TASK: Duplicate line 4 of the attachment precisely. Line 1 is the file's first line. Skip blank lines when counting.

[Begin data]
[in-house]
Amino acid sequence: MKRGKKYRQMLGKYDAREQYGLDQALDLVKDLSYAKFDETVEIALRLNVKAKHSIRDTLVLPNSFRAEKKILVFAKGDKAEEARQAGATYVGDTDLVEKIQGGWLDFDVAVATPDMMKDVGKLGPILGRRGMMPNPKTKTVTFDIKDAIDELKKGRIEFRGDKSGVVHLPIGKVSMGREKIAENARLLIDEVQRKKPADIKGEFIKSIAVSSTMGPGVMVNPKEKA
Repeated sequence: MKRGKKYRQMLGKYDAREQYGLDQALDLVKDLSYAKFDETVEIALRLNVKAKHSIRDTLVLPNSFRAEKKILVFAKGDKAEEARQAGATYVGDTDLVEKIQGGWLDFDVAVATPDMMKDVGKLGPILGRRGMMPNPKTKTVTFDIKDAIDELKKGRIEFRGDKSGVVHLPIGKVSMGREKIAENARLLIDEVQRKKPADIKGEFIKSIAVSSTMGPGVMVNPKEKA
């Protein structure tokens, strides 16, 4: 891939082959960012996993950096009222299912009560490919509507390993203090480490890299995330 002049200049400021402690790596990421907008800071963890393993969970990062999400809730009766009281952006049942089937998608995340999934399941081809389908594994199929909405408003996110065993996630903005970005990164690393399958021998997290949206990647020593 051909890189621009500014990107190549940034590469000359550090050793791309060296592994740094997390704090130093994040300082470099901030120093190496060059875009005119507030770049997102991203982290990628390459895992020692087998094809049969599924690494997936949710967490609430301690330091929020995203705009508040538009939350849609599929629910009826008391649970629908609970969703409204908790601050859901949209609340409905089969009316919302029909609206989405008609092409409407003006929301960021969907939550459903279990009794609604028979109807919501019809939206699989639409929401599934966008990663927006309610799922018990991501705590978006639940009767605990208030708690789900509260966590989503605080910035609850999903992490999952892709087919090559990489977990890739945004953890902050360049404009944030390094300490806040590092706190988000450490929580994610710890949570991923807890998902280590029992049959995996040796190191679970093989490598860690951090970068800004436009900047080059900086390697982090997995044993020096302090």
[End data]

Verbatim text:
């Protein structure tokens, strides 16, 4: 891939082959960012996993950096009222299912009560490919509507390993203090480490890299995330 002049200049400021402690790596990421907008800071963890393993969970990062999400809730009766009281952006049942089937998608995340999934399941081809389908594994199929909405408003996110065993996630903005970005990164690393399958021998997290949206990647020593 051909890189621009500014990107190549940034590469000359550090050793791309060296592994740094997390704090130093994040300082470099901030120093190496060059875009005119507030770049997102991203982290990628390459895992020692087998094809049969599924690494997936949710967490609430301690330091929020995203705009508040538009939350849609599929629910009826008391649970629908609970969703409204908790601050859901949209609340409905089969009316919302029909609206989405008609092409409407003006929301960021969907939550459903279990009794609604028979109807919501019809939206699989639409929401599934966008990663927006309610799922018990991501705590978006639940009767605990208030708690789900509260966590989503605080910035609850999903992490999952892709087919090559990489977990890739945004953890902050360049404009944030390094300490806040590092706190988000450490929580994610710890949570991923807890998902280590029992049959995996040796190191679970093989490598860690951090970068800004436009900047080059900086390697982090997995044993020096302090």